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Stellar Seismology: Listening To A Star's Secrets

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... CoRoT reveals a magnetic activity cycle in a Sun-like star: Using data captured by the CoRoT satellite, scientists have successfully probed a distant star, using a technique called stellar seismology to monitor the star's acoustic fluctuations. They detected "starspots"-areas of intense magnetic activity on the surface that are similar to sunspots. While scientists had previously observed these magnetic cycles in other stars, this was the first time they discovered such a cycle using stellar seismology.

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Distant star's sound waves reveal cycle similar to the Sun's: In a bid to unlock longstanding mysteries of the Sun, including the impacts on Earth of its 11-year cycle, an international team of scientists has successfully probed a distant star. By monitoring the star's sound waves, the team has observed a magnetic cycle analogous to the Sun's solar cycle. The study, conducted by scientists at the National Center for Atmospheric Research (NCAR) and colleagues in France and Spain, is being published as a "Brevia" in Science.

Distant star's inner secrets revealed by sound waves. Using data captured by the Convection Rotation and planetary Transits (CoRoT) satellite, scientists have successfully probed a distant star, using a technique called stellar seismology to monitor changes in the star's sound waves. Using that technique, the international team detected "starspots"—areas of intense magnetic activity on the surface that are similar to sunspots. While scientists had previously observed these magnetic cycles in other stars, this was the first time astronomers have discovered such a cycle using stellar seismology.

This video includes observations of the Sun and animations illustrating the research findings. Observations have shown that the magnetism of the Sun is constantly rearranging itself, ejecting hot gas out into the solar system that can interfere with satellites and damage electrical grids on Earth. The Sun's magnetic field gets stronger and weaker on an 11-year cycle, and similar magnetic cycles have been observed in dozens of other stars.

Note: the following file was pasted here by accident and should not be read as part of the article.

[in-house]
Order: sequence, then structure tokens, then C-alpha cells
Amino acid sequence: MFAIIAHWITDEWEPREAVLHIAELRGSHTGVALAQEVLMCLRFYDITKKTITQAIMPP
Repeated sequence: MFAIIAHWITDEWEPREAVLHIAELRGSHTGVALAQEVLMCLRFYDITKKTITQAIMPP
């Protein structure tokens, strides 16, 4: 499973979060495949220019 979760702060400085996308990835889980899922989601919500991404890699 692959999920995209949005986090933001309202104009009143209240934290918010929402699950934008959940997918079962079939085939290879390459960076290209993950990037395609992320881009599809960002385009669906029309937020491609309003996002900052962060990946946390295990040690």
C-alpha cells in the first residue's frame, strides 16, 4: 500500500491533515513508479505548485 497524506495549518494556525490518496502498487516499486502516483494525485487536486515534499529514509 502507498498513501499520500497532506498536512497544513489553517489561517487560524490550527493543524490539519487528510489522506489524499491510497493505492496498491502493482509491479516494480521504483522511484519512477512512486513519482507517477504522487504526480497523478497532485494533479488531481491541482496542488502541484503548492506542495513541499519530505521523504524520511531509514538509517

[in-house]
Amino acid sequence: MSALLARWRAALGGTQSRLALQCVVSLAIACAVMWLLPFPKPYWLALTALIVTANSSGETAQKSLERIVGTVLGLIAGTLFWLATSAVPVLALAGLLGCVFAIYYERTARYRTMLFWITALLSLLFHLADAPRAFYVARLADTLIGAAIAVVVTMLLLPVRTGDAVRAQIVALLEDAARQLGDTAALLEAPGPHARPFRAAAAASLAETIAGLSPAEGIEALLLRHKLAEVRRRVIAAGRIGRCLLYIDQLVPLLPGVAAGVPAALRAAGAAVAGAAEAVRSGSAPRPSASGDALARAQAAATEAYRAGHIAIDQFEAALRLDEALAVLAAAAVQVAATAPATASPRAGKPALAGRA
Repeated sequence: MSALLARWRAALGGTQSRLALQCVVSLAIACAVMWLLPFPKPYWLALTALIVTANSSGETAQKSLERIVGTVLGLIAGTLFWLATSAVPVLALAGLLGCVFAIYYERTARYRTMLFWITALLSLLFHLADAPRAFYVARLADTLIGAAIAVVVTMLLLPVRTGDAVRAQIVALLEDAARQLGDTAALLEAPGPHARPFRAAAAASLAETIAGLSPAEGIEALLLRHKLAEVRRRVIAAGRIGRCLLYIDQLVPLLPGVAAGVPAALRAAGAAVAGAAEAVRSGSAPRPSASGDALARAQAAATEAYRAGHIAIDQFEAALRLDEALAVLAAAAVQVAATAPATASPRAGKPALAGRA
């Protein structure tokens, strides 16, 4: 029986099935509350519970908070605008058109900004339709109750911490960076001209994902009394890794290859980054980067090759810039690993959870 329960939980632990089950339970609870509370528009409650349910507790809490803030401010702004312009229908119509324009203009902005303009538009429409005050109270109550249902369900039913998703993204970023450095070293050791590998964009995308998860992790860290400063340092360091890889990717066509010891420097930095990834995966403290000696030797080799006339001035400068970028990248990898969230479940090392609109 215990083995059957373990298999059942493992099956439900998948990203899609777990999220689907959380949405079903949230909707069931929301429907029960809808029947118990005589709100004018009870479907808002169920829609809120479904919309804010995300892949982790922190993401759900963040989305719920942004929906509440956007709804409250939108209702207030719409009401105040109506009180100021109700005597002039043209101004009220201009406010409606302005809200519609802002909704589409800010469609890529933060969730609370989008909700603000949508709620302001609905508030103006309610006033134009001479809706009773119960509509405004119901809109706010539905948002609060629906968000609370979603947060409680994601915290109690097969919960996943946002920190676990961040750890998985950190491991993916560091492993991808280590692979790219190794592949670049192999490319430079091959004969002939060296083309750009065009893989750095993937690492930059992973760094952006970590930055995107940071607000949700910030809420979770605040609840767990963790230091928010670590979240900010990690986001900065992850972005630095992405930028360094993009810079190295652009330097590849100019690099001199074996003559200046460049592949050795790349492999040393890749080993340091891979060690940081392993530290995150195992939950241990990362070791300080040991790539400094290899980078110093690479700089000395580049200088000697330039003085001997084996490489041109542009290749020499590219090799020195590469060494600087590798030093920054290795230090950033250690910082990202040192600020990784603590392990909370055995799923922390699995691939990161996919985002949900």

The CoRoT satellite was launched in 2006 to study the oscillations of stars similar to our Sun, and to search for planets circling those stars. CoRoT monitored a star known as HD49933 for more than 180 days, revealing a magnetic cycle much shorter than the Sun's. It's the shortest cycle ever observed in another star—less than a year. In comparison, the Sun's cycle lasts 11 years; only about half of it is shown in this video.

The side-by-side animation compares the much shorter HD49933 cycle (at left) with about half of the 11-year solar cycle of our Sun (at right). The distant HD49933 is actually much larger than our nearby star, the Sun. If such short cycles turn out to be common, NASA's Kepler mission will find them in many more stars—providing valuable data to help astronomers understand the inner workings of our own star.



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NASA SDO - The Sun the past three months -- a beautiful view of our star over the past ninty days (Credit: NASA SDO/Lockheed Martin Space Systems Company).

The Solar Dynamics Observatory (SDO) is designed to help us understand the Sun's influence on Earth and Near-Earth space by studying the solar atmosphere on small scales of space and time and in many wavelengths simultaneously.


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ドキュメンタリー - Documentary
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